I've got a Squid proxy server using the sslbump feature that works fine with self-signed certs, but the browsers complain about it. Now I'm trying to setup the Squid server as a subordinate CA of our Active Directory CA so that the browsers trust the certs created by Squid. Here's an overview of what I'm doing that's not working:

  • Creating a CSR with openssl on the squid server
  • pasting that CSR into Microsoft AD Certicicate Services (using the Subordinate CA template)
  • Taking the resulting Base-64 cert and putting it on the Squid server

This results in the browsers complaining about the certs. When I view the cert from within the browser I always get the following error: "Windows does not have enough information to verify this certificate", and there are no CAs in the certification path. The steps I listed above are in greater detail here. Certs aren't my strong point, and I'm not sure where to go from here. I feel like the issue might be related to how I created the CSR, or possibly that my understanding of the process is fundamentally wrong. Any help is appreciated.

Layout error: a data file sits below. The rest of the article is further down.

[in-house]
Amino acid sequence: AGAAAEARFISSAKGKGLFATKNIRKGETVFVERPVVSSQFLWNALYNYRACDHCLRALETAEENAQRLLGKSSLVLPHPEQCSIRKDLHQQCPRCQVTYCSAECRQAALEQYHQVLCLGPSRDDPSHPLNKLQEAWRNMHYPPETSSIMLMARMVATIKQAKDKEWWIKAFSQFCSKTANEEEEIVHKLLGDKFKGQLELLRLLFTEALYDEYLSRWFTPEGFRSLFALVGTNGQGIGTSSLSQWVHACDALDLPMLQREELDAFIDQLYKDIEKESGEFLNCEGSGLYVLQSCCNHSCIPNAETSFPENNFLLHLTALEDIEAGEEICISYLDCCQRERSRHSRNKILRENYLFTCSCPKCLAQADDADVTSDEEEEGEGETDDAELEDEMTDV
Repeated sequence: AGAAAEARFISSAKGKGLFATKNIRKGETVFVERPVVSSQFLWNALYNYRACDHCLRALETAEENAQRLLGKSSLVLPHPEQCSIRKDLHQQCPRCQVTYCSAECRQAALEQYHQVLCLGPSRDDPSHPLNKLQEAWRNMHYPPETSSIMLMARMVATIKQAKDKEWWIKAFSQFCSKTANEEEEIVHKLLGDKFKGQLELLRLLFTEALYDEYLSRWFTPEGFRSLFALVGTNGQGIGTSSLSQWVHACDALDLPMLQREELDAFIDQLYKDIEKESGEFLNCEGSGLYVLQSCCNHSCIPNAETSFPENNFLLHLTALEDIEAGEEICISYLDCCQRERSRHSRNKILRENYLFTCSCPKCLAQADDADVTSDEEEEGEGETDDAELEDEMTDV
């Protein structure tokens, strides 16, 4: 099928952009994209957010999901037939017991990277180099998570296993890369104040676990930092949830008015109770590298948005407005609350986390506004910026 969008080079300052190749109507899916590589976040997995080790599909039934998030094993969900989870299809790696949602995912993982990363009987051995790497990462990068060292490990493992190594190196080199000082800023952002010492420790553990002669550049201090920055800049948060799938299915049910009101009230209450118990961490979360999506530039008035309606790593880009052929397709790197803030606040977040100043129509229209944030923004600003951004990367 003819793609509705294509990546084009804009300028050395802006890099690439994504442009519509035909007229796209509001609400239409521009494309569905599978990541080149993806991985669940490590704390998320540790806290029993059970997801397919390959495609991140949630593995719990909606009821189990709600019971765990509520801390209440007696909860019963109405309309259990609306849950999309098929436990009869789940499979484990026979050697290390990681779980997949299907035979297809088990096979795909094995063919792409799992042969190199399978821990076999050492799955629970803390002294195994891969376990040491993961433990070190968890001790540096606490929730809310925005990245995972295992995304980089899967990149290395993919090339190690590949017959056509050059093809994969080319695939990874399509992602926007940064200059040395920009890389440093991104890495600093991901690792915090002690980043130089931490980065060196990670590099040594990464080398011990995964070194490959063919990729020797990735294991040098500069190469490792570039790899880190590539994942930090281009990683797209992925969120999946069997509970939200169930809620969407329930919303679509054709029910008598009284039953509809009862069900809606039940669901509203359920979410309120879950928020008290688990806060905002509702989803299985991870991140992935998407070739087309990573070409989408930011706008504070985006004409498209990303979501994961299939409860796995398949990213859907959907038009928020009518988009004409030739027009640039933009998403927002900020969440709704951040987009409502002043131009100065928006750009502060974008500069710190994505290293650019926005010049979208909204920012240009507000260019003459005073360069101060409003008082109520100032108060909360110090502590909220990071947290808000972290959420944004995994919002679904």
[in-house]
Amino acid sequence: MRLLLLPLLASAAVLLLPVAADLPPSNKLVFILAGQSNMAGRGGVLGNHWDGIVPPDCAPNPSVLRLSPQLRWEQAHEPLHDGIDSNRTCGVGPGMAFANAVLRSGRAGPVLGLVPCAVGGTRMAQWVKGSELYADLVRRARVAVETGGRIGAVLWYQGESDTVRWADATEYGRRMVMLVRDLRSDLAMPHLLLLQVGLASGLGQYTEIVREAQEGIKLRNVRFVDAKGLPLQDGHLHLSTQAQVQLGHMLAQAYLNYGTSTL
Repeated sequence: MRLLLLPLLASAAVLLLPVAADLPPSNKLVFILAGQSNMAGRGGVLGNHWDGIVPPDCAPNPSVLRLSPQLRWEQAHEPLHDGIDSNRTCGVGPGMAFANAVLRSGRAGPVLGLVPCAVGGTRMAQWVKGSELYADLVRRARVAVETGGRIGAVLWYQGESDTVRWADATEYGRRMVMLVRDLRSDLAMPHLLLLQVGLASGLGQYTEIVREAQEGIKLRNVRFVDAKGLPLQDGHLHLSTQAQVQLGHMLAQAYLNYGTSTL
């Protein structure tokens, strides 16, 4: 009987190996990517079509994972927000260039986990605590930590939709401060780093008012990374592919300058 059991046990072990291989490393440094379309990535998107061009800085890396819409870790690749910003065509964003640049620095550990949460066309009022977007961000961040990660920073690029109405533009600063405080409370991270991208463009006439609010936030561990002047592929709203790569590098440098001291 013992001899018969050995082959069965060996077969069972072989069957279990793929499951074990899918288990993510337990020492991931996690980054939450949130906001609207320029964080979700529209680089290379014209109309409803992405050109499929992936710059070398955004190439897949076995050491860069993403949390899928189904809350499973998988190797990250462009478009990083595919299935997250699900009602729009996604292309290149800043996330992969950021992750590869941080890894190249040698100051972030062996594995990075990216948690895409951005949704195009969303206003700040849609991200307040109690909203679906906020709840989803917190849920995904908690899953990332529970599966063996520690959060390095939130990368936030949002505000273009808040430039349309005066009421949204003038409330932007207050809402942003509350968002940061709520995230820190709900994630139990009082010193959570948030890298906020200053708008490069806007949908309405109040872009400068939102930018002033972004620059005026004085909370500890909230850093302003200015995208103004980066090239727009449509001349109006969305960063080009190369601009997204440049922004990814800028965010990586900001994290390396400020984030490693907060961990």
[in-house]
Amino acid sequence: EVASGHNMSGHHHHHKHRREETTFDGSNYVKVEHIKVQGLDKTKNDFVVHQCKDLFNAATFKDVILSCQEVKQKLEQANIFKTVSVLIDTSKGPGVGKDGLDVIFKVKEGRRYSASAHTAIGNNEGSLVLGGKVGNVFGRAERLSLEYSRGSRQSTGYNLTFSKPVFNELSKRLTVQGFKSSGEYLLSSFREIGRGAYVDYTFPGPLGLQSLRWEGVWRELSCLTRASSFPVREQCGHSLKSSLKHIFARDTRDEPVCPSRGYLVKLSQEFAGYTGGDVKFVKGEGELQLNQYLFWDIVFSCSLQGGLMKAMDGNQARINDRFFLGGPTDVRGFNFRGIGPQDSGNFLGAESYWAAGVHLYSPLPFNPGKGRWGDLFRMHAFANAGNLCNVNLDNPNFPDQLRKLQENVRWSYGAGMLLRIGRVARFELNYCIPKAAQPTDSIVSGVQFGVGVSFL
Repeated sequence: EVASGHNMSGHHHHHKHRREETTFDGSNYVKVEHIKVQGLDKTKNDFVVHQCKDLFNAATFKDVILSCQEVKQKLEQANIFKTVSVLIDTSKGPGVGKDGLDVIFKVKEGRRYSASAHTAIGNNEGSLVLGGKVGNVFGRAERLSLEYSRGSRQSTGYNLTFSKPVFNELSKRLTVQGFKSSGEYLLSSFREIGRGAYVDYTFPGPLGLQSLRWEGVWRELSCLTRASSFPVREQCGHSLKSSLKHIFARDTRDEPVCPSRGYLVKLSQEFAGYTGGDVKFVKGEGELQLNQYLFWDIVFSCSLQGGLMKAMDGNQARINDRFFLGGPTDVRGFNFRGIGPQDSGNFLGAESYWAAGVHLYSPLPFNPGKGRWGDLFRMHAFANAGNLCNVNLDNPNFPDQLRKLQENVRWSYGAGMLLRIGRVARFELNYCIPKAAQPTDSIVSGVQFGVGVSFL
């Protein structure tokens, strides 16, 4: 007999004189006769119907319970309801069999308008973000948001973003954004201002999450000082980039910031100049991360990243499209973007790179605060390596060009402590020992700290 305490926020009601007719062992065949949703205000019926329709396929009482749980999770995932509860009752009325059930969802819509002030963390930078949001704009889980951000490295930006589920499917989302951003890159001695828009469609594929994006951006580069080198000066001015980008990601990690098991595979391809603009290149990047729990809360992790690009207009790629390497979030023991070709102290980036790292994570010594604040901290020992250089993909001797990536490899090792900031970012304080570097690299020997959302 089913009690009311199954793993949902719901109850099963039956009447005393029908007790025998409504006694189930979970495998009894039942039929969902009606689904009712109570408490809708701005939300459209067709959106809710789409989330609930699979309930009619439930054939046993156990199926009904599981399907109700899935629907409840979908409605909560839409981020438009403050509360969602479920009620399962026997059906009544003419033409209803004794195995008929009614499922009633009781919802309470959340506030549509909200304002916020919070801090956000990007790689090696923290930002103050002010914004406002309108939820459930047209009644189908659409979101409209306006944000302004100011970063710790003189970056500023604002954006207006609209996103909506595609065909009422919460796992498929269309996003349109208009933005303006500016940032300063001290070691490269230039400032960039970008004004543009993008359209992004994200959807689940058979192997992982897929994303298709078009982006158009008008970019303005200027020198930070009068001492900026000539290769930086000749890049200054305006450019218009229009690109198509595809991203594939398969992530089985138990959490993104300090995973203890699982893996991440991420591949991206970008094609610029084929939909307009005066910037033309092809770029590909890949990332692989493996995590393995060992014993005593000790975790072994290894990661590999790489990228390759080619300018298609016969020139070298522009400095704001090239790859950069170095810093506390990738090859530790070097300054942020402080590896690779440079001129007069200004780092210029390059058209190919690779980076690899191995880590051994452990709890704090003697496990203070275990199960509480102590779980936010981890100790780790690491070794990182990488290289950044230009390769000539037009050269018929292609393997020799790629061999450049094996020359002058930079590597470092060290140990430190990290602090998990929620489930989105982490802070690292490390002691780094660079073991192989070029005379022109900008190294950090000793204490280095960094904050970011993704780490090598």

And yes, our end users are aware of this.

  • The cert Squid is using is PEM format and has two concatenated certs, but when I download the cert file the browser received, it only contains one cert. Is that normal? – bcst Oct 25 '16 at 20:22

The answer may be late but anyway - you need to cat private key and subordinate certificate that you got from your Enterprise CA together to make a pem out of it that can be used in ssl-bump's cert= directive.

More info at https://blog.diladele.com/2017/03/21/using-subordinate-ca-for-https-decryption-in-active-directory-integrated-squid/

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